Eight out of 10 shoppers are focused on borrowing power, energy warning sparks are scrambling for solar, and burglar alarms are no match for man’s best friend. Here are five things you may have missed this week.
Borrowing power tops homebuyers’ concerns
NAB’s latest real estate survey shows that borrowing capacity is the most important factor homebuyers weigh in today’s market, with 82% concerned about how much they can borrow.
Borrowing capacity concerns may be well founded.
A 0.5% rate hike can wipe tens of thousands of dollars off a homebuyer’s loan limit – and NAB expects the RBA to raise rates further in the coming months, bringing the cash rate at 3.1%, against 2.6% currently.
Andy Kerr, head of homeownership at NAB, said: “In a rising rate environment, where people don’t know when the rate hike cycle will end, Australians are more cautious about what to expect. ‘they can afford.’
Fears of soaring electricity bills spark interest in solar
When Alinta Energy boss Jeff Dimery warned this week that retail electricity prices could skyrocket by 35% next year, it sent a stampede of Australians rushing to check out options solar.
Solar Quotes reports a spike in consumer interest, saying its web traffic is “off the beaten track”.
Homeowners who install solar panels can benefit from rising wholesale energy prices, as it can mean higher feed-in tariffs. This is the payment homeowners receive for the excess solar power they feed back into the power grid.
The downside is that solar panels can be expensive.
The Clean Energy Council says it can cost anywhere from $2,800 for a 2kW solar system to over $14,000 for a 10kW system.
In addition to feed-in tariffs, homeowners may also be eligible for a variety of state and federal government incentives, including rebates, low-interest loans, and even smaller free systems for people with low incomes. low income that all make solar affordable.
According to Energy NSW, solar panels can reduce electricity bills by $600 a year – a saving that could be much higher if Dimery’s prediction proves accurate.
Fido outsmarts burglars
More than half of Australian homes could be prime targets for burglars.
Compare Market indicates that the majority (57%) of households have no form of home security to deter thieves. Yet 171,400 homes experienced an attempted break-in between 2020 and 2021.
Compare Market General Insurance Managing Director Stephen Zeller says: “With more Australians returning to the office for work or leaving their homes vacant while they take holidays, this creates a perfect opportunity for brazen thieves. “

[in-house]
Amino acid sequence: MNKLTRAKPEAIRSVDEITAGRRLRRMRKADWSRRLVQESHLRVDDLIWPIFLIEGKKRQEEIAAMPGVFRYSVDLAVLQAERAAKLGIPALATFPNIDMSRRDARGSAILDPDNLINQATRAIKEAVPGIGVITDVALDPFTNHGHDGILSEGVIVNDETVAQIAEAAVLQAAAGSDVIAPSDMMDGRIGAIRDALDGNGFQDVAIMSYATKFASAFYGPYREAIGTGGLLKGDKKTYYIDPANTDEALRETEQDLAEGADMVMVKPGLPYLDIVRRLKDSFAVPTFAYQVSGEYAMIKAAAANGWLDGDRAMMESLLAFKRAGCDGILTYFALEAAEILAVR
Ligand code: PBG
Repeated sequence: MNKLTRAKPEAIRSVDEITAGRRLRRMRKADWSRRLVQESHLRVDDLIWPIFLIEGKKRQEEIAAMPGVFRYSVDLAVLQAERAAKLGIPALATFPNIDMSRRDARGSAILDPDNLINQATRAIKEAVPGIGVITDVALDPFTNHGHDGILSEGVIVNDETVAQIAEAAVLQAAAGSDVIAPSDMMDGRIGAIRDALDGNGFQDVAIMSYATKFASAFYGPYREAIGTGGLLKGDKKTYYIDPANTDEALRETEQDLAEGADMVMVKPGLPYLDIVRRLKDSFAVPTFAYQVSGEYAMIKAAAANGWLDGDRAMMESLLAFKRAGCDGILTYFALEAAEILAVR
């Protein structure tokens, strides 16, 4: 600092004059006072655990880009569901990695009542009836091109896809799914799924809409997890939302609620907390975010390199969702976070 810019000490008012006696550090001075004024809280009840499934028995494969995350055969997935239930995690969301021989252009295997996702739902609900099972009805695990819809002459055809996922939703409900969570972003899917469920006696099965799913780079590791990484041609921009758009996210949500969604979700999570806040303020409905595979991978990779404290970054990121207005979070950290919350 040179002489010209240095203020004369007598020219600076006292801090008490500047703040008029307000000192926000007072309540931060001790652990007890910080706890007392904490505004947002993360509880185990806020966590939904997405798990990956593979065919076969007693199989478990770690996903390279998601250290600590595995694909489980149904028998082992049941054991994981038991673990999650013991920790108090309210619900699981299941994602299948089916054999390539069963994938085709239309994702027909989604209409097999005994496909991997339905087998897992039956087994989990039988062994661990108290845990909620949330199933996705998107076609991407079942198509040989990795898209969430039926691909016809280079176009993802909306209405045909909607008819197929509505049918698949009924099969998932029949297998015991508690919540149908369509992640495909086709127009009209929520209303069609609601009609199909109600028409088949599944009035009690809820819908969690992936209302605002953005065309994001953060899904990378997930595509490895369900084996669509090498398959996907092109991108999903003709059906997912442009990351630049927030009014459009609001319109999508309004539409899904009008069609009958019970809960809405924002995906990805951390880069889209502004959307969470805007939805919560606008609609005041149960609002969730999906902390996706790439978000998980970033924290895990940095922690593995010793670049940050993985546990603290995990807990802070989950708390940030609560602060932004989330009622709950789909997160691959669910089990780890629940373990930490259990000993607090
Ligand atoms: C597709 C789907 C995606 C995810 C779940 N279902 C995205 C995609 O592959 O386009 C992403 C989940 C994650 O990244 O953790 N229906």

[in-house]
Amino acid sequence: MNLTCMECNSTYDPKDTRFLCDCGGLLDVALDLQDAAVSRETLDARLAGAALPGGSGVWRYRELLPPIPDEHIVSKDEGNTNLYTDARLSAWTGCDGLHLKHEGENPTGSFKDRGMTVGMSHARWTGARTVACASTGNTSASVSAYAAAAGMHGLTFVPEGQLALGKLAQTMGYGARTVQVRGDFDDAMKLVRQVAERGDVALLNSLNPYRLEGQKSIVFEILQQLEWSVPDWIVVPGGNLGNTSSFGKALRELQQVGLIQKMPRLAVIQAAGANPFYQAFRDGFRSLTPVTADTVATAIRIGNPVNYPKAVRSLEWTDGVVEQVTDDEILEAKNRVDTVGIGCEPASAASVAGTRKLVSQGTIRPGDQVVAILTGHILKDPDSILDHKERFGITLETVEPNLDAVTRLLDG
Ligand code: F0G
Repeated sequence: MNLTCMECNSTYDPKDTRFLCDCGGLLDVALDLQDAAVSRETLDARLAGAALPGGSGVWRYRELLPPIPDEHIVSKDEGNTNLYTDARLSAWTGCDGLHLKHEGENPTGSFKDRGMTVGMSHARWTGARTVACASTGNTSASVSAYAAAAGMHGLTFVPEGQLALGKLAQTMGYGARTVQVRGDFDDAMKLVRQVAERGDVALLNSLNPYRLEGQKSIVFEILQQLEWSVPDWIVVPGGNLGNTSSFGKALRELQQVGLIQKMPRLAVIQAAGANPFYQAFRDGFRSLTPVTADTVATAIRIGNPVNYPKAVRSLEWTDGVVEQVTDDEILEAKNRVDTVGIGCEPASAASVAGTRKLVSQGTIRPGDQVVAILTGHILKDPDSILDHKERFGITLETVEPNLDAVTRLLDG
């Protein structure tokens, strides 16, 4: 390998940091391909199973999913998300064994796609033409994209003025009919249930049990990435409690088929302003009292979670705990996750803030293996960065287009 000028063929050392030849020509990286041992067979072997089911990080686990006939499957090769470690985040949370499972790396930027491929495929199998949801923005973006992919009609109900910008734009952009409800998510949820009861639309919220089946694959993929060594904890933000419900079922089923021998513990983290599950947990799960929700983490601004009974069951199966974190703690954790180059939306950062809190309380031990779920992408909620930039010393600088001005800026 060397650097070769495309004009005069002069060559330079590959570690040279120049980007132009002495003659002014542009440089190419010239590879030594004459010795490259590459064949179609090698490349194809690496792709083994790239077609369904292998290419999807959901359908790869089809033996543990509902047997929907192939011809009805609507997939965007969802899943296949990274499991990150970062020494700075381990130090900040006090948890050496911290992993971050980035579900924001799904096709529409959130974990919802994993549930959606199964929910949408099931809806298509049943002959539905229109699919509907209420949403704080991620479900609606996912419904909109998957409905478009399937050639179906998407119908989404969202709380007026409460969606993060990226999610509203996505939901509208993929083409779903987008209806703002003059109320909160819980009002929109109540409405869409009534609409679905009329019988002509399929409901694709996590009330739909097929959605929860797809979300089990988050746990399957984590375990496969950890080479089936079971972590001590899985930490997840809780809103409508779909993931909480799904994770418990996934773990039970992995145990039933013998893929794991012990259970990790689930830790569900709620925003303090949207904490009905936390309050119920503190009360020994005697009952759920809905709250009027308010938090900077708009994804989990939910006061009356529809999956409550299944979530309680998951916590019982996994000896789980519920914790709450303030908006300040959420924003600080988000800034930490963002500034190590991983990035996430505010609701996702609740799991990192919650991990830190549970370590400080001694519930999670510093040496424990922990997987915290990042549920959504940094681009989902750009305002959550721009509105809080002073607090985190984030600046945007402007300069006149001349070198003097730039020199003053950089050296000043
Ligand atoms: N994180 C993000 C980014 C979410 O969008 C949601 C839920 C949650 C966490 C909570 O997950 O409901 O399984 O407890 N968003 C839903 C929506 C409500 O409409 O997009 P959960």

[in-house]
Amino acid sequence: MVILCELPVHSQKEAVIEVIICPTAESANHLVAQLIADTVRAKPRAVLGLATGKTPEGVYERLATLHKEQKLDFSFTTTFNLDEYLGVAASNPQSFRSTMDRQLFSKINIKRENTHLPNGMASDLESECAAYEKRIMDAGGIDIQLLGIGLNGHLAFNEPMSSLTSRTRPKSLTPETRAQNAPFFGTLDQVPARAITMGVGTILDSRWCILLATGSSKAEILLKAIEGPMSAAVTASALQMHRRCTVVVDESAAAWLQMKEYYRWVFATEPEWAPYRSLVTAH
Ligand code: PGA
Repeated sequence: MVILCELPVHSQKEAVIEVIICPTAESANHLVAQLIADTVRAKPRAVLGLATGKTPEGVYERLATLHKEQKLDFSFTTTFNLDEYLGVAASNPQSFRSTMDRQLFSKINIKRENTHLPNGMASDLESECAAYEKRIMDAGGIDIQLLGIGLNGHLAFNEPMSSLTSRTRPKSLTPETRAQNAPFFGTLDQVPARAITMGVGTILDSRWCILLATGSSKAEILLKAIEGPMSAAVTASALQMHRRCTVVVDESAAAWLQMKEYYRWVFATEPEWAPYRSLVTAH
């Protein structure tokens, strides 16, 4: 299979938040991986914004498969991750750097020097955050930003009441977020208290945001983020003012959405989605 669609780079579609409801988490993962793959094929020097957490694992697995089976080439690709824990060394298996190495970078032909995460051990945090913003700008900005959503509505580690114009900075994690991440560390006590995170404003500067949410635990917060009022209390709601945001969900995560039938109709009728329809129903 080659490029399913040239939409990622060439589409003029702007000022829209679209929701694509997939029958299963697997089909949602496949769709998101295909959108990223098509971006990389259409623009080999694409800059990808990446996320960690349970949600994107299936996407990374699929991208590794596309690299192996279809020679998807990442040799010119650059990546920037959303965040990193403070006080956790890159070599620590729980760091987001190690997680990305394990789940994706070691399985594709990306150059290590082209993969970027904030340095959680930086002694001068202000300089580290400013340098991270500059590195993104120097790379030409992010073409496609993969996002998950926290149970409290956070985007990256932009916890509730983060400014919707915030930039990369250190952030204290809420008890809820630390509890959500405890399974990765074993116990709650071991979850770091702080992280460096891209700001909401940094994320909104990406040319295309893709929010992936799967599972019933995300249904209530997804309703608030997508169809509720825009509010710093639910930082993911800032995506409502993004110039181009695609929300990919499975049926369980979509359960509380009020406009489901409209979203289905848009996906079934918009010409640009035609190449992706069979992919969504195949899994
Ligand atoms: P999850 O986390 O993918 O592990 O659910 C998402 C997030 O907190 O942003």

If you’re serious about home security, a family dog might be your best bet.
A study by the Australian Institute of Criminology found that less than one in two convicted burglars said an alarm system would stop them entering a property, but 60% would bypass a house with a dog.
A professionally installed and monitored home alarm system can cost up to $4,000, often with monthly monitoring fees of $15 to $60. A homeless dog, on the other hand, can cost you just $480 from a rescue shelter.
It’s off to London
Buckingham Palace has announced that the coronation of King Charles III will take place on May 6, 2023.
If you plan to attend the event, it may be beneficial to book flights and accommodation in advance.
Queen Elizabeth’s funeral saw air fares to London double in some cases, and surging demand pushed the average hotel rate per night in London up from A$390 to A$613 according to Reuters.
A check of Qantas flights shows return fares from Sydney to London in May 2023 start at around $2120, although there are only a few seats left at that price.
Webjet reveals that $1,555 return flights are available with SWISS, but only if you don’t mind the trip taking up to 65 hours.
Or, you can follow the example of Prime Minister Anthony Albanese, who took a private flight to the UK for the Queen’s funeral.
Charter flights from Sydney to London cost around $388,000 return (yes, you read that right), so this is only an option for the most dedicated (and well-heeled) fans of royalty.
Retirement fears are on the rise
Three in five Australians fear they won’t have enough to retire, up from two in five in 2020.
That’s according to AMP research that shows fears of running out of super prematurely have been exacerbated by the rising cost of living. The advantage is that more of us are thinking about our retirement plans.
Only 40% of AMP respondents did not consider planning for retirement, compared to 60% in 2020.
Ben Hillier, managing director of retirement solutions at AMP, says it’s encouraging that more of us are considering retirement, but adds that people’s fear of running out of super stems from “a fundamental lack of understanding – a lack of awareness – of their finances and of the pension system”.
He adds: “Information and support are readily available and simple steps can help Australians feel more comfortable and confident about retirement.”
Your super fund can be a source of free or inexpensive advice on how to grow your nest egg.
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